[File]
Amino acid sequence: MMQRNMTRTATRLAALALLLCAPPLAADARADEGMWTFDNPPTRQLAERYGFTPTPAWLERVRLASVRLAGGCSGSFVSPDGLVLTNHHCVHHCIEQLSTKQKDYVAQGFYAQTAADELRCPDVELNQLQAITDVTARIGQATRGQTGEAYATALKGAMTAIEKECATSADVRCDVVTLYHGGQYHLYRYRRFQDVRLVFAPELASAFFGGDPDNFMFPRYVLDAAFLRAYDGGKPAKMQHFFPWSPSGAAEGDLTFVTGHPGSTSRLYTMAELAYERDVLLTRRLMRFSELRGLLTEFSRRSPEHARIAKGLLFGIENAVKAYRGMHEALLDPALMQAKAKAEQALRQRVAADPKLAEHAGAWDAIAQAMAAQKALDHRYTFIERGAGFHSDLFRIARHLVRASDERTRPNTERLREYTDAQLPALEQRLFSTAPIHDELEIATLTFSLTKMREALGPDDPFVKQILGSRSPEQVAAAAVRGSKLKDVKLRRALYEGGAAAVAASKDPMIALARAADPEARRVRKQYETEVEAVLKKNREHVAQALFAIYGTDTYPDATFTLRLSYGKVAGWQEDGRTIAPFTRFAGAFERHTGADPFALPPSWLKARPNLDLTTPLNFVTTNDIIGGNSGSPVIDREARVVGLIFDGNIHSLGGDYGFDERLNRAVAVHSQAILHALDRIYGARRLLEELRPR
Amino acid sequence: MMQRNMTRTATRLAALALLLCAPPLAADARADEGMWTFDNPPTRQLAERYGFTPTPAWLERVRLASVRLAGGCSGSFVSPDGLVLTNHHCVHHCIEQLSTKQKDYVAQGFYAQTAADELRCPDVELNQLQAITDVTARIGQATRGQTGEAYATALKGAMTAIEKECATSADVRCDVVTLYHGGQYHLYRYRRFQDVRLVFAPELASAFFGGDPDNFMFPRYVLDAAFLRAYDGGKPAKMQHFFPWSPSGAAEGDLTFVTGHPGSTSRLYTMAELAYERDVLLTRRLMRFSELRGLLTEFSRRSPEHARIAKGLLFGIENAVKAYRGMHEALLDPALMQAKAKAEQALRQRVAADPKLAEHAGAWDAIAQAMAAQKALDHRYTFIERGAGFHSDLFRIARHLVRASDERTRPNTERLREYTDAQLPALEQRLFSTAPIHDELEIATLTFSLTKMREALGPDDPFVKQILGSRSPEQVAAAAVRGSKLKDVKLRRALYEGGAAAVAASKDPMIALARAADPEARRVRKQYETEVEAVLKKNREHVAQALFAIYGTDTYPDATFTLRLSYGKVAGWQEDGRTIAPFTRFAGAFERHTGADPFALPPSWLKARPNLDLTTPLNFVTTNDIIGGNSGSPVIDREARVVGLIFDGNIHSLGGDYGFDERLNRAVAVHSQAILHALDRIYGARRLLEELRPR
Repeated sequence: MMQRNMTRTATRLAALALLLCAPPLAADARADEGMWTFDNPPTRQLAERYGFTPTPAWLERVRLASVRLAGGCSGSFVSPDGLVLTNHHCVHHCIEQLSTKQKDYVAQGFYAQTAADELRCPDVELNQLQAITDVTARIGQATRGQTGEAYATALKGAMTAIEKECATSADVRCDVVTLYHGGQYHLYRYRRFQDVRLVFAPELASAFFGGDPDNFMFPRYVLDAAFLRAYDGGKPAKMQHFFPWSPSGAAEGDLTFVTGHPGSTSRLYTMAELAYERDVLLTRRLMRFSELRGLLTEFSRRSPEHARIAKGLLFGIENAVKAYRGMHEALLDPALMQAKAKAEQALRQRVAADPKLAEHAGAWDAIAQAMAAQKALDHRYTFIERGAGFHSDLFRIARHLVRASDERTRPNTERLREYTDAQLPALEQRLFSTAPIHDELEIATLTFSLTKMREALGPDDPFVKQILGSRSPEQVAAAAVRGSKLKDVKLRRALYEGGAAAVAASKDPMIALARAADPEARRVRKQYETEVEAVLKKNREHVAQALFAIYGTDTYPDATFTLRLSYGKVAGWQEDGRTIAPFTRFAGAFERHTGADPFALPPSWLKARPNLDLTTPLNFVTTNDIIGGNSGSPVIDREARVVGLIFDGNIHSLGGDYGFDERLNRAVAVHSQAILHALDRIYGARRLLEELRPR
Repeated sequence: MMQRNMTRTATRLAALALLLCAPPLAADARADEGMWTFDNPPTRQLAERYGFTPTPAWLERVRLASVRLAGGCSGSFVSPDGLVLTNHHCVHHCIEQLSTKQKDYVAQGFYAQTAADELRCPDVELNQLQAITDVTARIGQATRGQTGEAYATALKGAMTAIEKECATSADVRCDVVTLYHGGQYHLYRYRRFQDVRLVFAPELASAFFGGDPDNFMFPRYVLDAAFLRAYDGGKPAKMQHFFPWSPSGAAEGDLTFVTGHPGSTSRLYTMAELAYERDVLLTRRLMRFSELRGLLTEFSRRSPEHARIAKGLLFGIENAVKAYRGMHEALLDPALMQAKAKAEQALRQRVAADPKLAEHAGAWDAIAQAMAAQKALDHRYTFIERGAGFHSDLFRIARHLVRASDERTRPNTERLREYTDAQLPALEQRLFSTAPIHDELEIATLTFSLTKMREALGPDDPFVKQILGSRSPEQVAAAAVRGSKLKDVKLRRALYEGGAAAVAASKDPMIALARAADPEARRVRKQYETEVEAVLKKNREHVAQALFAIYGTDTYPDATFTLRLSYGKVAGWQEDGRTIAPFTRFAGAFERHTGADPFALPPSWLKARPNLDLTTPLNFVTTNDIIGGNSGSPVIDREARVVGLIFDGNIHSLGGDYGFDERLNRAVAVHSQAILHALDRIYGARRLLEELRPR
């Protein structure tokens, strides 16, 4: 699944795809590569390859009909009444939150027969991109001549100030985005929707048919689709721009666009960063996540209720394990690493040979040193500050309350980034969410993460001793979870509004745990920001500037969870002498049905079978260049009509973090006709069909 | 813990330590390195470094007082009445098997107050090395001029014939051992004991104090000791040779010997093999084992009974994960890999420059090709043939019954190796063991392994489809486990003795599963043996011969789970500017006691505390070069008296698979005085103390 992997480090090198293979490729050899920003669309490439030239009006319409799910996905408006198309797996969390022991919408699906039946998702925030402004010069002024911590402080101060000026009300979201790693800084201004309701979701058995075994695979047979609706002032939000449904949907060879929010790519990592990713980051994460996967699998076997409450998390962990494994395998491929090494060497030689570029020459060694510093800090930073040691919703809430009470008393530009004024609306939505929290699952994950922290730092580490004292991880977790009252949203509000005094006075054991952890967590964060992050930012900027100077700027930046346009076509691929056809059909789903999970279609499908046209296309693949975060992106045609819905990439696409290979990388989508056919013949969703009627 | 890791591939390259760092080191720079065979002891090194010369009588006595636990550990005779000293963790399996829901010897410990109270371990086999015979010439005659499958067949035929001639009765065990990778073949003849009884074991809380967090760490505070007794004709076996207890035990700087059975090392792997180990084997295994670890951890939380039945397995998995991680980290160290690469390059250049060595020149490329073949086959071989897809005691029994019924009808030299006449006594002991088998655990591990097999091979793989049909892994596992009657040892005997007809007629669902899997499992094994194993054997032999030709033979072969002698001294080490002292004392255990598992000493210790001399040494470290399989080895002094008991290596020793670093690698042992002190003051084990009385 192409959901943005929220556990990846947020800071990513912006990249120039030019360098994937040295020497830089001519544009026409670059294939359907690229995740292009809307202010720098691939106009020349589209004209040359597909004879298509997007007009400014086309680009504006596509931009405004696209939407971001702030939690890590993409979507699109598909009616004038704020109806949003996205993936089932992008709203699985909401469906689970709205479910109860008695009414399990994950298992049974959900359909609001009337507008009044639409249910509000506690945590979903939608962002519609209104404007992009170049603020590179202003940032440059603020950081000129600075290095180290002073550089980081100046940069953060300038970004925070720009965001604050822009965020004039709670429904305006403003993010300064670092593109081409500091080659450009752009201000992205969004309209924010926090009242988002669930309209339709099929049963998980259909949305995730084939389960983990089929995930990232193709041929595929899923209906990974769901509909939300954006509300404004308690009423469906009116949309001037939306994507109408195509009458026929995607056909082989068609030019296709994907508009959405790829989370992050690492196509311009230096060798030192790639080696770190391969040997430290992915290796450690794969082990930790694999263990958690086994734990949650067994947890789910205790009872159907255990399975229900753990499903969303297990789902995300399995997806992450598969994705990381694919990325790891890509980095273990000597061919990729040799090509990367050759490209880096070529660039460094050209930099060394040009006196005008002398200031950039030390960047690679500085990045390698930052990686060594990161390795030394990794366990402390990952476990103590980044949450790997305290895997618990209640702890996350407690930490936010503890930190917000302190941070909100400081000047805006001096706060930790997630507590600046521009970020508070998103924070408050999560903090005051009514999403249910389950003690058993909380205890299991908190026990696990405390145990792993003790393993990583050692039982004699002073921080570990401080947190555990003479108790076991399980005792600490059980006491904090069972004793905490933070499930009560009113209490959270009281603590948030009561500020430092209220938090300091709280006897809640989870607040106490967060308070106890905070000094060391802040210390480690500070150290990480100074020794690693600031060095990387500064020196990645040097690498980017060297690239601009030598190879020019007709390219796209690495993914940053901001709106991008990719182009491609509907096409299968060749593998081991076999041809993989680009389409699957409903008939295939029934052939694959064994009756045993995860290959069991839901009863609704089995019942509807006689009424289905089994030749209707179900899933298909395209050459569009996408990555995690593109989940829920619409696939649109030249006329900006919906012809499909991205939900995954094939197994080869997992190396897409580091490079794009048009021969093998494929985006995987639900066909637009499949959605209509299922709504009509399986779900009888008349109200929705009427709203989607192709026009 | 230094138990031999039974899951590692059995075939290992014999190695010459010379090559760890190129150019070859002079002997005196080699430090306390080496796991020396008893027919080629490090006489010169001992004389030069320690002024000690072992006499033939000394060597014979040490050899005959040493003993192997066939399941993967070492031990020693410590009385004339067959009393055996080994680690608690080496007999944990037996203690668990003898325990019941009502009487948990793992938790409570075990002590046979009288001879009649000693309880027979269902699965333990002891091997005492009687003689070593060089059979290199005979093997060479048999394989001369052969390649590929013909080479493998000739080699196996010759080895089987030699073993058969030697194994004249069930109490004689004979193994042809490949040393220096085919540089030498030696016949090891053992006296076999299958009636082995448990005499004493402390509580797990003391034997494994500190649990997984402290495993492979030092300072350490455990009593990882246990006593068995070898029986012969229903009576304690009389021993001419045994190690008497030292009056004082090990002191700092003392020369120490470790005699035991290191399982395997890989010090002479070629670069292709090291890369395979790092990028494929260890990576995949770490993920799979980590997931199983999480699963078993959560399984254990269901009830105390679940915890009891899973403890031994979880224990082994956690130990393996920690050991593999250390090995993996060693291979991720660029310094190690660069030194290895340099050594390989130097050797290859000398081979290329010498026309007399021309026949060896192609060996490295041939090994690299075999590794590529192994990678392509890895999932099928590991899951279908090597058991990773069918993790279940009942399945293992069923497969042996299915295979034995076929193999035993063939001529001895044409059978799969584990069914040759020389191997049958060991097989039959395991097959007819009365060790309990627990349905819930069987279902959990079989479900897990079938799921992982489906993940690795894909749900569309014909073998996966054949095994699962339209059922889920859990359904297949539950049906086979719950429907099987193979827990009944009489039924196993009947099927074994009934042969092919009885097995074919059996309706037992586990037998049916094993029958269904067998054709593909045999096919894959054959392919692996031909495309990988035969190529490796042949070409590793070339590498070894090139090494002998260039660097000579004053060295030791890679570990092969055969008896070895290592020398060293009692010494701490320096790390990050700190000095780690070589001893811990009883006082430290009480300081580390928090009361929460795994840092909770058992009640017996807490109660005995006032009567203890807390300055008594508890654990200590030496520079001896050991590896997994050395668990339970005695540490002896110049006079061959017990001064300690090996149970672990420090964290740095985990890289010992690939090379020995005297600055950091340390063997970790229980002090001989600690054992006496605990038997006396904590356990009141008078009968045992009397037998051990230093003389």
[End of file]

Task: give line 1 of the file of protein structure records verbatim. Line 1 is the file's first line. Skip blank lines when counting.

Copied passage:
Amino acid sequence: MMQRNMTRTATRLAALALLLCAPPLAADARADEGMWTFDNPPTRQLAERYGFTPTPAWLERVRLASVRLAGGCSGSFVSPDGLVLTNHHCVHHCIEQLSTKQKDYVAQGFYAQTAADELRCPDVELNQLQAITDVTARIGQATRGQTGEAYATALKGAMTAIEKECATSADVRCDVVTLYHGGQYHLYRYRRFQDVRLVFAPELASAFFGGDPDNFMFPRYVLDAAFLRAYDGGKPAKMQHFFPWSPSGAAEGDLTFVTGHPGSTSRLYTMAELAYERDVLLTRRLMRFSELRGLLTEFSRRSPEHARIAKGLLFGIENAVKAYRGMHEALLDPALMQAKAKAEQALRQRVAADPKLAEHAGAWDAIAQAMAAQKALDHRYTFIERGAGFHSDLFRIARHLVRASDERTRPNTERLREYTDAQLPALEQRLFSTAPIHDELEIATLTFSLTKMREALGPDDPFVKQILGSRSPEQVAAAAVRGSKLKDVKLRRALYEGGAAAVAASKDPMIALARAADPEARRVRKQYETEVEAVLKKNREHVAQALFAIYGTDTYPDATFTLRLSYGKVAGWQEDGRTIAPFTRFAGAFERHTGADPFALPPSWLKARPNLDLTTPLNFVTTNDIIGGNSGSPVIDREARVVGLIFDGNIHSLGGDYGFDERLNRAVAVHSQAILHALDRIYGARRLLEELRPR